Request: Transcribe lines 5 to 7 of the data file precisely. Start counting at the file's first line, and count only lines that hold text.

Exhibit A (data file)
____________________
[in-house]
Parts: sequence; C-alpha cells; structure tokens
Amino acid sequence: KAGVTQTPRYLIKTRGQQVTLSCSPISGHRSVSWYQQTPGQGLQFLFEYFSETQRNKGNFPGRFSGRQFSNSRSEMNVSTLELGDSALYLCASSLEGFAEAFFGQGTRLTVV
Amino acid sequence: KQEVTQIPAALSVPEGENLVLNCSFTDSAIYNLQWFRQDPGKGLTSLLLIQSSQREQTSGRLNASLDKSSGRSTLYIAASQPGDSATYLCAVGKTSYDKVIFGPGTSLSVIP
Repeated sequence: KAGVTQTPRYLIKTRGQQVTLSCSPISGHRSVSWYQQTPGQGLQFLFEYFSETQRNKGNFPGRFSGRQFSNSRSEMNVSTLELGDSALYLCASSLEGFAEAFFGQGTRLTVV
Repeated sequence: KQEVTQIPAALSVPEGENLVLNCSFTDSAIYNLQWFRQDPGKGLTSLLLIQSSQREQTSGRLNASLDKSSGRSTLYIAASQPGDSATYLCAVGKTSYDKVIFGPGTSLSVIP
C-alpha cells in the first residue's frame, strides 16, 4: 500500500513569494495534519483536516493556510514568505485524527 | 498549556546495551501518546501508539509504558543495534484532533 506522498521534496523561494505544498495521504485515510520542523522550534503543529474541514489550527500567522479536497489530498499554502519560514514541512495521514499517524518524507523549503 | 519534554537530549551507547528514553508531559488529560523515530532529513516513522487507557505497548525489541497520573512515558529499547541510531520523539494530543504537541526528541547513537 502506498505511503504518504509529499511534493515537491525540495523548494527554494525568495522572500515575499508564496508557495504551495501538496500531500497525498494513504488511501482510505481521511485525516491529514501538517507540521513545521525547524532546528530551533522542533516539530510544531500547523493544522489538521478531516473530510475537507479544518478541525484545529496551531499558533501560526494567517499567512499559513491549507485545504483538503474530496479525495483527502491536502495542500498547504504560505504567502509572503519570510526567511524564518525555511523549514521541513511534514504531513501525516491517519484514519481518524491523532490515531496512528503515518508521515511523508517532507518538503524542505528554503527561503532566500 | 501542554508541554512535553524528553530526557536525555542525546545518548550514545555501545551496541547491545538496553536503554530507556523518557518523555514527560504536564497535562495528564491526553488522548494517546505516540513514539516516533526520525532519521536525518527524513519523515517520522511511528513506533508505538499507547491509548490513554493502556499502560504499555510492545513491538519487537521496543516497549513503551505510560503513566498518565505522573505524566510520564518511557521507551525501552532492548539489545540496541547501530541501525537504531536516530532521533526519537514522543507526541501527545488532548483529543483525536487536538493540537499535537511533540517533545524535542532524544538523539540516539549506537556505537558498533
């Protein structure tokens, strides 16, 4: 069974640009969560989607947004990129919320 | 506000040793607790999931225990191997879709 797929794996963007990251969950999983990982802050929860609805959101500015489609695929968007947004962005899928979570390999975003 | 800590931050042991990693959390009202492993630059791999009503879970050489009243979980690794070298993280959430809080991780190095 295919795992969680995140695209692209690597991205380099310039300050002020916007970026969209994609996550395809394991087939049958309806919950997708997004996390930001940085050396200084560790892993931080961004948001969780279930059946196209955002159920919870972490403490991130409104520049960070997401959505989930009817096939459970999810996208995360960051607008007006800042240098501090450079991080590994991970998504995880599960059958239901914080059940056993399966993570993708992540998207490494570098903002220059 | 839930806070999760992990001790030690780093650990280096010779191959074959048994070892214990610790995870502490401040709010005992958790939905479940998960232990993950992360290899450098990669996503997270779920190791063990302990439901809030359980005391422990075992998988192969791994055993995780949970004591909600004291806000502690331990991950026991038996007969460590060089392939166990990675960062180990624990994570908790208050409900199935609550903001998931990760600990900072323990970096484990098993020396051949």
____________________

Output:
Repeated sequence: KAGVTQTPRYLIKTRGQQVTLSCSPISGHRSVSWYQQTPGQGLQFLFEYFSETQRNKGNFPGRFSGRQFSNSRSEMNVSTLELGDSALYLCASSLEGFAEAFFGQGTRLTVV
Repeated sequence: KQEVTQIPAALSVPEGENLVLNCSFTDSAIYNLQWFRQDPGKGLTSLLLIQSSQREQTSGRLNASLDKSSGRSTLYIAASQPGDSATYLCAVGKTSYDKVIFGPGTSLSVIP
C-alpha cells in the first residue's frame, strides 16, 4: 500500500513569494495534519483536516493556510514568505485524527 | 498549556546495551501518546501508539509504558543495534484532533 506522498521534496523561494505544498495521504485515510520542523522550534503543529474541514489550527500567522479536497489530498499554502519560514514541512495521514499517524518524507523549503 | 519534554537530549551507547528514553508531559488529560523515530532529513516513522487507557505497548525489541497520573512515558529499547541510531520523539494530543504537541526528541547513537 502506498505511503504518504509529499511534493515537491525540495523548494527554494525568495522572500515575499508564496508557495504551495501538496500531500497525498494513504488511501482510505481521511485525516491529514501538517507540521513545521525547524532546528530551533522542533516539530510544531500547523493544522489538521478531516473530510475537507479544518478541525484545529496551531499558533501560526494567517499567512499559513491549507485545504483538503474530496479525495483527502491536502495542500498547504504560505504567502509572503519570510526567511524564518525555511523549514521541513511534514504531513501525516491517519484514519481518524491523532490515531496512528503515518508521515511523508517532507518538503524542505528554503527561503532566500 | 501542554508541554512535553524528553530526557536525555542525546545518548550514545555501545551496541547491545538496553536503554530507556523518557518523555514527560504536564497535562495528564491526553488522548494517546505516540513514539516516533526520525532519521536525518527524513519523515517520522511511528513506533508505538499507547491509548490513554493502556499502560504499555510492545513491538519487537521496543516497549513503551505510560503513566498518565505522573505524566510520564518511557521507551525501552532492548539489545540496541547501530541501525537504531536516530532521533526519537514522543507526541501527545488532548483529543483525536487536538493540537499535537511533540517533545524535542532524544538523539540516539549506537556505537558498533